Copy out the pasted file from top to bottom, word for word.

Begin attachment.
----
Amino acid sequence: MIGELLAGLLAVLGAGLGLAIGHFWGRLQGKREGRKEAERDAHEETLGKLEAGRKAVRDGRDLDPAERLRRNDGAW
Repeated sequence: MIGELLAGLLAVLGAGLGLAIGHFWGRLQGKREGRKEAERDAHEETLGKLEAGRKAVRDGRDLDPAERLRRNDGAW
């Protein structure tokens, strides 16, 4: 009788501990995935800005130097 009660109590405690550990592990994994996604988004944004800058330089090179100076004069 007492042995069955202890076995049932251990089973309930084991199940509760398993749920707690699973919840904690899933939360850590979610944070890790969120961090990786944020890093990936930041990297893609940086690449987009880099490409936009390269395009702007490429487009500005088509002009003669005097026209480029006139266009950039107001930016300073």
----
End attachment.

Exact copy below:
Amino acid sequence: MIGELLAGLLAVLGAGLGLAIGHFWGRLQGKREGRKEAERDAHEETLGKLEAGRKAVRDGRDLDPAERLRRNDGAW
Repeated sequence: MIGELLAGLLAVLGAGLGLAIGHFWGRLQGKREGRKEAERDAHEETLGKLEAGRKAVRDGRDLDPAERLRRNDGAW
């Protein structure tokens, strides 16, 4: 009788501990995935800005130097 009660109590405690550990592990994994996604988004944004800058330089090179100076004069 007492042995069955202890076995049932251990089973309930084991199940509760398993749920707690699973919840904690899933939360850590979610944070890790969120961090990786944020890093990936930041990297893609940086690449987009880099490409936009390269395009702007490429487009500005088509002009003669005097026209480029006139266009950039107001930016300073």